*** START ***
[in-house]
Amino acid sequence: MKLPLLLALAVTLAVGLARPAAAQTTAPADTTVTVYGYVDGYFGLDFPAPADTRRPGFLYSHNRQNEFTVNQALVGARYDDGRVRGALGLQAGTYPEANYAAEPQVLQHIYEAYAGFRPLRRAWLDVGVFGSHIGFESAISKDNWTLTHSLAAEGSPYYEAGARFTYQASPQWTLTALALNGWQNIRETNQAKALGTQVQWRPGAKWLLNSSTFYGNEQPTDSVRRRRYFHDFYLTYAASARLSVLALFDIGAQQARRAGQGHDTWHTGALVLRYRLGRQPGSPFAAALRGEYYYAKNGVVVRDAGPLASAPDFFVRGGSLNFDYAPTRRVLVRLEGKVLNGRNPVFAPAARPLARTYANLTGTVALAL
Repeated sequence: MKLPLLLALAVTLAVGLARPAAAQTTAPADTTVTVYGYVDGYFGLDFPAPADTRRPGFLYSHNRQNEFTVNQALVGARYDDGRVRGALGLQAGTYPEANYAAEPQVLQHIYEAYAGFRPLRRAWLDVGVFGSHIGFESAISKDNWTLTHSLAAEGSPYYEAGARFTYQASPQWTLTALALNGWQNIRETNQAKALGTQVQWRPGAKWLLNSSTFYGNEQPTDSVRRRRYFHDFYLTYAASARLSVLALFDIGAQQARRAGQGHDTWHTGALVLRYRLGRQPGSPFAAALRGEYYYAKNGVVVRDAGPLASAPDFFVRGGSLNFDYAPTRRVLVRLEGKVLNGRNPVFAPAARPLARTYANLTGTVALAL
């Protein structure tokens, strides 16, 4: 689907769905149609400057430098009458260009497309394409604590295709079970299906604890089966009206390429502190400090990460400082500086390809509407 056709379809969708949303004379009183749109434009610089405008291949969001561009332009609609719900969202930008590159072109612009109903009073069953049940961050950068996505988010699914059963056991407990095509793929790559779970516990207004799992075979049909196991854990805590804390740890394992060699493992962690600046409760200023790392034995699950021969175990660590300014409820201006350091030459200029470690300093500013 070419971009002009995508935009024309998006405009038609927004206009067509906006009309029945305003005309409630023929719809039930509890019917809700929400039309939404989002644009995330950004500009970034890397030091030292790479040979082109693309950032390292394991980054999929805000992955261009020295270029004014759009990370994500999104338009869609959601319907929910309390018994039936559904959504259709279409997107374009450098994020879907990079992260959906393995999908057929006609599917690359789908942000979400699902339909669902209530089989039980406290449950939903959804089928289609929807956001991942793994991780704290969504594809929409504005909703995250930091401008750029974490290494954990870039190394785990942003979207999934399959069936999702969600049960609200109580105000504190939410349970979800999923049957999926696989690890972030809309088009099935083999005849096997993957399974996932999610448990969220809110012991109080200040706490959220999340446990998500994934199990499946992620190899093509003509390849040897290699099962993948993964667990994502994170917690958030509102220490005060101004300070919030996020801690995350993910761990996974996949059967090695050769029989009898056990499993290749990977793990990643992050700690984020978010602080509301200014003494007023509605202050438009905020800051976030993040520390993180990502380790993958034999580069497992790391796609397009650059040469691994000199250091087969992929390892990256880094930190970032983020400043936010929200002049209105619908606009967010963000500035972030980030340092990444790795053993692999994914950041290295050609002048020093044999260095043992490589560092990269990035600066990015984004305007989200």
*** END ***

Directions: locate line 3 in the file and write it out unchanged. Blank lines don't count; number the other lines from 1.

Repeated sequence: MKLPLLLALAVTLAVGLARPAAAQTTAPADTTVTVYGYVDGYFGLDFPAPADTRRPGFLYSHNRQNEFTVNQALVGARYDDGRVRGALGLQAGTYPEANYAAEPQVLQHIYEAYAGFRPLRRAWLDVGVFGSHIGFESAISKDNWTLTHSLAAEGSPYYEAGARFTYQASPQWTLTALALNGWQNIRETNQAKALGTQVQWRPGAKWLLNSSTFYGNEQPTDSVRRRRYFHDFYLTYAASARLSVLALFDIGAQQARRAGQGHDTWHTGALVLRYRLGRQPGSPFAAALRGEYYYAKNGVVVRDAGPLASAPDFFVRGGSLNFDYAPTRRVLVRLEGKVLNGRNPVFAPAARPLARTYANLTGTVALAL